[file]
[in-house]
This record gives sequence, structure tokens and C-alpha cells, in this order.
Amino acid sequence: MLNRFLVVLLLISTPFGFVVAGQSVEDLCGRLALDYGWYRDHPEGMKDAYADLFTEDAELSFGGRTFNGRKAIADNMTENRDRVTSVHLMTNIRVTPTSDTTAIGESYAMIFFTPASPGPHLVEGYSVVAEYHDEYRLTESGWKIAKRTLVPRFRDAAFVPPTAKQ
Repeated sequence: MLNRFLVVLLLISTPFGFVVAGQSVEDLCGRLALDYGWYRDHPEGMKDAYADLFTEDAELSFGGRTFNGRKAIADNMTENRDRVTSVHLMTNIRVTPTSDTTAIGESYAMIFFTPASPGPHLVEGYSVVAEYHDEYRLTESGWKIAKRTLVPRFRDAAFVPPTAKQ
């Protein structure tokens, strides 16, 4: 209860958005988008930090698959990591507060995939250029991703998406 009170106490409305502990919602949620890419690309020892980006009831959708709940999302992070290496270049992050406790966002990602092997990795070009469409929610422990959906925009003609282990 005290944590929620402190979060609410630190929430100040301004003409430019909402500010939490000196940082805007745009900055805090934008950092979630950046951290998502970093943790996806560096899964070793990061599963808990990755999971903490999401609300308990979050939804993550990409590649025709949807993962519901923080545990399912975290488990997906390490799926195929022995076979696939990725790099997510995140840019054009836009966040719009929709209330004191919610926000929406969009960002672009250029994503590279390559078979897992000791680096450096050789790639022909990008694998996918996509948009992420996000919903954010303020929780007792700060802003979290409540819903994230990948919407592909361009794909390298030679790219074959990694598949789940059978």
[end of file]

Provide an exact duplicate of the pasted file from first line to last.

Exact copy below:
[in-house]
This record gives sequence, structure tokens and C-alpha cells, in this order.
Amino acid sequence: MLNRFLVVLLLISTPFGFVVAGQSVEDLCGRLALDYGWYRDHPEGMKDAYADLFTEDAELSFGGRTFNGRKAIADNMTENRDRVTSVHLMTNIRVTPTSDTTAIGESYAMIFFTPASPGPHLVEGYSVVAEYHDEYRLTESGWKIAKRTLVPRFRDAAFVPPTAKQ
Repeated sequence: MLNRFLVVLLLISTPFGFVVAGQSVEDLCGRLALDYGWYRDHPEGMKDAYADLFTEDAELSFGGRTFNGRKAIADNMTENRDRVTSVHLMTNIRVTPTSDTTAIGESYAMIFFTPASPGPHLVEGYSVVAEYHDEYRLTESGWKIAKRTLVPRFRDAAFVPPTAKQ
């Protein structure tokens, strides 16, 4: 209860958005988008930090698959990591507060995939250029991703998406 009170106490409305502990919602949620890419690309020892980006009831959708709940999302992070290496270049992050406790966002990602092997990795070009469409929610422990959906925009003609282990 005290944590929620402190979060609410630190929430100040301004003409430019909402500010939490000196940082805007745009900055805090934008950092979630950046951290998502970093943790996806560096899964070793990061599963808990990755999971903490999401609300308990979050939804993550990409590649025709949807993962519901923080545990399912975290488990997906390490799926195929022995076979696939990725790099997510995140840019054009836009966040719009929709209330004191919610926000929406969009960002672009250029994503590279390559078979897992000791680096450096050789790639022909990008694998996918996509948009992420996000919903954010303020929780007792700060802003979290409540819903994230990948919407592909361009794909390298030679790219074959990694598949789940059978």